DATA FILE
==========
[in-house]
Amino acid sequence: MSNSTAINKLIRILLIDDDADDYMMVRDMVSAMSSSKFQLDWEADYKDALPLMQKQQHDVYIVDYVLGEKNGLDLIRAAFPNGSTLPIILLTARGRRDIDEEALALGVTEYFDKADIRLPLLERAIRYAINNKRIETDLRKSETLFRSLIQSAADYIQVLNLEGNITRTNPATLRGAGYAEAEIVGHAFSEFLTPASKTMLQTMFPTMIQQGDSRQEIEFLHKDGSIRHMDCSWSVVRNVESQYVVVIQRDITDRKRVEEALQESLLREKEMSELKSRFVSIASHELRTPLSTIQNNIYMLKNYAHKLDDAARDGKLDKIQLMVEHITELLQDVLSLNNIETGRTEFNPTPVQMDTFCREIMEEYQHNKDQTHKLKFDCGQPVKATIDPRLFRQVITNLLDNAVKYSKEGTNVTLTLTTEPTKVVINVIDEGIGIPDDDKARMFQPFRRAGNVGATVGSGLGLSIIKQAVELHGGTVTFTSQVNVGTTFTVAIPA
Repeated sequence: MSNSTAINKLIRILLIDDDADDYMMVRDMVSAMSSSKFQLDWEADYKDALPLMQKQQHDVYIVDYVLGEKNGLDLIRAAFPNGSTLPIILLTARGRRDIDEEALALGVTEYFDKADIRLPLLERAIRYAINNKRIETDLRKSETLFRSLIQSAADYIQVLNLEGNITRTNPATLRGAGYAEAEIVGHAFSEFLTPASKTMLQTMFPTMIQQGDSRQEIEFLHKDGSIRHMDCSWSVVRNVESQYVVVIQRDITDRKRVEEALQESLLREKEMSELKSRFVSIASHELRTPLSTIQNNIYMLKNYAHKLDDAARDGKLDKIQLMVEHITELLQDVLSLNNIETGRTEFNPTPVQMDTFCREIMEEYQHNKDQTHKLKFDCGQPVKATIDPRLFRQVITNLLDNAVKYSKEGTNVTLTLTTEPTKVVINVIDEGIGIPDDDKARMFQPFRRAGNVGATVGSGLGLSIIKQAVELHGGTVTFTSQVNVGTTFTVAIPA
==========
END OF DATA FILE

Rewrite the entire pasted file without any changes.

[in-house]
Amino acid sequence: MSNSTAINKLIRILLIDDDADDYMMVRDMVSAMSSSKFQLDWEADYKDALPLMQKQQHDVYIVDYVLGEKNGLDLIRAAFPNGSTLPIILLTARGRRDIDEEALALGVTEYFDKADIRLPLLERAIRYAINNKRIETDLRKSETLFRSLIQSAADYIQVLNLEGNITRTNPATLRGAGYAEAEIVGHAFSEFLTPASKTMLQTMFPTMIQQGDSRQEIEFLHKDGSIRHMDCSWSVVRNVESQYVVVIQRDITDRKRVEEALQESLLREKEMSELKSRFVSIASHELRTPLSTIQNNIYMLKNYAHKLDDAARDGKLDKIQLMVEHITELLQDVLSLNNIETGRTEFNPTPVQMDTFCREIMEEYQHNKDQTHKLKFDCGQPVKATIDPRLFRQVITNLLDNAVKYSKEGTNVTLTLTTEPTKVVINVIDEGIGIPDDDKARMFQPFRRAGNVGATVGSGLGLSIIKQAVELHGGTVTFTSQVNVGTTFTVAIPA
Repeated sequence: MSNSTAINKLIRILLIDDDADDYMMVRDMVSAMSSSKFQLDWEADYKDALPLMQKQQHDVYIVDYVLGEKNGLDLIRAAFPNGSTLPIILLTARGRRDIDEEALALGVTEYFDKADIRLPLLERAIRYAINNKRIETDLRKSETLFRSLIQSAADYIQVLNLEGNITRTNPATLRGAGYAEAEIVGHAFSEFLTPASKTMLQTMFPTMIQQGDSRQEIEFLHKDGSIRHMDCSWSVVRNVESQYVVVIQRDITDRKRVEEALQESLLREKEMSELKSRFVSIASHELRTPLSTIQNNIYMLKNYAHKLDDAARDGKLDKIQLMVEHITELLQDVLSLNNIETGRTEFNPTPVQMDTFCREIMEEYQHNKDQTHKLKFDCGQPVKATIDPRLFRQVITNLLDNAVKYSKEGTNVTLTLTTEPTKVVINVIDEGIGIPDDDKARMFQPFRRAGNVGATVGSGLGLSIIKQAVELHGGTVTFTSQVNVGTTFTVAIPA